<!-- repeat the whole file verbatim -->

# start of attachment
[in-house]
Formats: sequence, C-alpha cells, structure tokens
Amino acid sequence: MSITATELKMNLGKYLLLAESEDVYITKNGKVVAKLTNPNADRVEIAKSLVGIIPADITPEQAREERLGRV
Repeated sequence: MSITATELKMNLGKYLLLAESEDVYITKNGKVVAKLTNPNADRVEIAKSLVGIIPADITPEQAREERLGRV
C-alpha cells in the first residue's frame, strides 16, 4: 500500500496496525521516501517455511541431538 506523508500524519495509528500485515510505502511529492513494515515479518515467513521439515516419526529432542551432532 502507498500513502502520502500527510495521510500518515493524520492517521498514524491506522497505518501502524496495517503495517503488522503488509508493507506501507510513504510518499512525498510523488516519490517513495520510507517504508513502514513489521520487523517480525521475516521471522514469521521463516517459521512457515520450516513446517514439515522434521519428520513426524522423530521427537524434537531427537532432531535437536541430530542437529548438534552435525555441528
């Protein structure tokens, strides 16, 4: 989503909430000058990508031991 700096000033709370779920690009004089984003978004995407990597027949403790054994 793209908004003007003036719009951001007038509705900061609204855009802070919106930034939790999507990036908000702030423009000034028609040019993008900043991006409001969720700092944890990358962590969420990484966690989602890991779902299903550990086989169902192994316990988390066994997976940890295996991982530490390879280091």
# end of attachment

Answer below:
[in-house]
Formats: sequence, C-alpha cells, structure tokens
Amino acid sequence: MSITATELKMNLGKYLLLAESEDVYITKNGKVVAKLTNPNADRVEIAKSLVGIIPADITPEQAREERLGRV
Repeated sequence: MSITATELKMNLGKYLLLAESEDVYITKNGKVVAKLTNPNADRVEIAKSLVGIIPADITPEQAREERLGRV
C-alpha cells in the first residue's frame, strides 16, 4: 500500500496496525521516501517455511541431538 506523508500524519495509528500485515510505502511529492513494515515479518515467513521439515516419526529432542551432532 502507498500513502502520502500527510495521510500518515493524520492517521498514524491506522497505518501502524496495517503495517503488522503488509508493507506501507510513504510518499512525498510523488516519490517513495520510507517504508513502514513489521520487523517480525521475516521471522514469521521463516517459521512457515520450516513446517514439515522434521519428520513426524522423530521427537524434537531427537532432531535437536541430530542437529548438534552435525555441528
């Protein structure tokens, strides 16, 4: 989503909430000058990508031991 700096000033709370779920690009004089984003978004995407990597027949403790054994 793209908004003007003036719009951001007038509705900061609204855009802070919106930034939790999507990036908000702030423009000034028609040019993008900043991006409001969720700092944890990358962590969420990484966690989602890991779902299903550990086989169902192994316990988390066994997976940890295996991982530490390879280091």